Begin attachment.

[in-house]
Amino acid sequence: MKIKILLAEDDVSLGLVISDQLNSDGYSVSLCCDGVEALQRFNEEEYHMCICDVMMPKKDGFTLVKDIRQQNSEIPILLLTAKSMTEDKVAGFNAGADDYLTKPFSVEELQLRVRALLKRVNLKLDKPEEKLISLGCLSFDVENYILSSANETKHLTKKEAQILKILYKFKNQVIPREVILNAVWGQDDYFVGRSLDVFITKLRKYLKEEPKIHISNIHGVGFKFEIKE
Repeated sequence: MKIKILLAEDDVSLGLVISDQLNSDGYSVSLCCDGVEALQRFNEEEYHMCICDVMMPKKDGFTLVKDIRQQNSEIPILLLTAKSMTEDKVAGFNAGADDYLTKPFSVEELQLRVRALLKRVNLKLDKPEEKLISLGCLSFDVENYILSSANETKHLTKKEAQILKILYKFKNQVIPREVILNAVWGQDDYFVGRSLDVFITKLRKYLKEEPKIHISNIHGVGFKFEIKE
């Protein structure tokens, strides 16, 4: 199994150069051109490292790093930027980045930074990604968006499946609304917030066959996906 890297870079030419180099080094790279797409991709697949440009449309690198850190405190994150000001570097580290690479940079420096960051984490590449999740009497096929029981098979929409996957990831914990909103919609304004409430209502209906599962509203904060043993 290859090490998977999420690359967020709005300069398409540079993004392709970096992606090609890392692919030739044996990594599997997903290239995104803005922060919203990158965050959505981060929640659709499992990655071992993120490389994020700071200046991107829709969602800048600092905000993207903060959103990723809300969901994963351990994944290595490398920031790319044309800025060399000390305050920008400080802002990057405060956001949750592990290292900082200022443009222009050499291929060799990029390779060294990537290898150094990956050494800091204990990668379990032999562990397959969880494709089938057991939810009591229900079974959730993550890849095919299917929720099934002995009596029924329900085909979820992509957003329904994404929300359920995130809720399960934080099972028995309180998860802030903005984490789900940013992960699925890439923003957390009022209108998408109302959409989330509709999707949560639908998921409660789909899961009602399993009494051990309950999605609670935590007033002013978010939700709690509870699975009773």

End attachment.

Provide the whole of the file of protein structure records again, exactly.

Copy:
[in-house]
Amino acid sequence: MKIKILLAEDDVSLGLVISDQLNSDGYSVSLCCDGVEALQRFNEEEYHMCICDVMMPKKDGFTLVKDIRQQNSEIPILLLTAKSMTEDKVAGFNAGADDYLTKPFSVEELQLRVRALLKRVNLKLDKPEEKLISLGCLSFDVENYILSSANETKHLTKKEAQILKILYKFKNQVIPREVILNAVWGQDDYFVGRSLDVFITKLRKYLKEEPKIHISNIHGVGFKFEIKE
Repeated sequence: MKIKILLAEDDVSLGLVISDQLNSDGYSVSLCCDGVEALQRFNEEEYHMCICDVMMPKKDGFTLVKDIRQQNSEIPILLLTAKSMTEDKVAGFNAGADDYLTKPFSVEELQLRVRALLKRVNLKLDKPEEKLISLGCLSFDVENYILSSANETKHLTKKEAQILKILYKFKNQVIPREVILNAVWGQDDYFVGRSLDVFITKLRKYLKEEPKIHISNIHGVGFKFEIKE
């Protein structure tokens, strides 16, 4: 199994150069051109490292790093930027980045930074990604968006499946609304917030066959996906 890297870079030419180099080094790279797409991709697949440009449309690198850190405190994150000001570097580290690479940079420096960051984490590449999740009497096929029981098979929409996957990831914990909103919609304004409430209502209906599962509203904060043993 290859090490998977999420690359967020709005300069398409540079993004392709970096992606090609890392692919030739044996990594599997997903290239995104803005922060919203990158965050959505981060929640659709499992990655071992993120490389994020700071200046991107829709969602800048600092905000993207903060959103990723809300969901994963351990994944290595490398920031790319044309800025060399000390305050920008400080802002990057405060956001949750592990290292900082200022443009222009050499291929060799990029390779060294990537290898150094990956050494800091204990990668379990032999562990397959969880494709089938057991939810009591229900079974959730993550890849095919299917929720099934002995009596029924329900085909979820992509957003329904994404929300359920995130809720399960934080099972028995309180998860802030903005984490789900940013992960699925890439923003957390009022209108998408109302959409989330509709999707949560639908998921409660789909899961009602399993009494051990309950999605609670935590007033002013978010939700709690509870699975009773």